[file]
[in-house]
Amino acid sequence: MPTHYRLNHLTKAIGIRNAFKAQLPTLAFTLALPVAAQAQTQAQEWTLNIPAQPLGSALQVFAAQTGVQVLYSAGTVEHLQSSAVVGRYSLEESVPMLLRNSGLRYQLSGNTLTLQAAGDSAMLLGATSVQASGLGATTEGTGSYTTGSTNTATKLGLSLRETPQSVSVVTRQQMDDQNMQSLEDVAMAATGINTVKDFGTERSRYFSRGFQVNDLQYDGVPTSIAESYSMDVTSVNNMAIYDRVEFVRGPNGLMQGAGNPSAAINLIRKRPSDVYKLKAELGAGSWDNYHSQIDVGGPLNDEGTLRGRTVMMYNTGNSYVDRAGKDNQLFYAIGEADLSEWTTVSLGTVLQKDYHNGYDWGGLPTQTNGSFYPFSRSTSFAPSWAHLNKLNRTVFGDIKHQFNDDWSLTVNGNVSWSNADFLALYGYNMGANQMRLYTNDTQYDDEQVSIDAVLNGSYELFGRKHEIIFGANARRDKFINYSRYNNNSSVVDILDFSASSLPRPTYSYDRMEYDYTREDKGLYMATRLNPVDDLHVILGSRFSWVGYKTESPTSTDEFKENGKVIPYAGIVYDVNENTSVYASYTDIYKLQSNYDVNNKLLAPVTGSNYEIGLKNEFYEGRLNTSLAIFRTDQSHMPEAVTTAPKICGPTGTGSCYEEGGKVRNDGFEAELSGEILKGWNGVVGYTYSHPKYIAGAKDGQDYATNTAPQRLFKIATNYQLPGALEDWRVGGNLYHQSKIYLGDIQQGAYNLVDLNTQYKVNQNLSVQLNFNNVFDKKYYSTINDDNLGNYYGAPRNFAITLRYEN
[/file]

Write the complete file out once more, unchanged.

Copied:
[in-house]
Amino acid sequence: MPTHYRLNHLTKAIGIRNAFKAQLPTLAFTLALPVAAQAQTQAQEWTLNIPAQPLGSALQVFAAQTGVQVLYSAGTVEHLQSSAVVGRYSLEESVPMLLRNSGLRYQLSGNTLTLQAAGDSAMLLGATSVQASGLGATTEGTGSYTTGSTNTATKLGLSLRETPQSVSVVTRQQMDDQNMQSLEDVAMAATGINTVKDFGTERSRYFSRGFQVNDLQYDGVPTSIAESYSMDVTSVNNMAIYDRVEFVRGPNGLMQGAGNPSAAINLIRKRPSDVYKLKAELGAGSWDNYHSQIDVGGPLNDEGTLRGRTVMMYNTGNSYVDRAGKDNQLFYAIGEADLSEWTTVSLGTVLQKDYHNGYDWGGLPTQTNGSFYPFSRSTSFAPSWAHLNKLNRTVFGDIKHQFNDDWSLTVNGNVSWSNADFLALYGYNMGANQMRLYTNDTQYDDEQVSIDAVLNGSYELFGRKHEIIFGANARRDKFINYSRYNNNSSVVDILDFSASSLPRPTYSYDRMEYDYTREDKGLYMATRLNPVDDLHVILGSRFSWVGYKTESPTSTDEFKENGKVIPYAGIVYDVNENTSVYASYTDIYKLQSNYDVNNKLLAPVTGSNYEIGLKNEFYEGRLNTSLAIFRTDQSHMPEAVTTAPKICGPTGTGSCYEEGGKVRNDGFEAELSGEILKGWNGVVGYTYSHPKYIAGAKDGQDYATNTAPQRLFKIATNYQLPGALEDWRVGGNLYHQSKIYLGDIQQGAYNLVDLNTQYKVNQNLSVQLNFNNVFDKKYYSTINDDNLGNYYGAPRNFAITLRYEN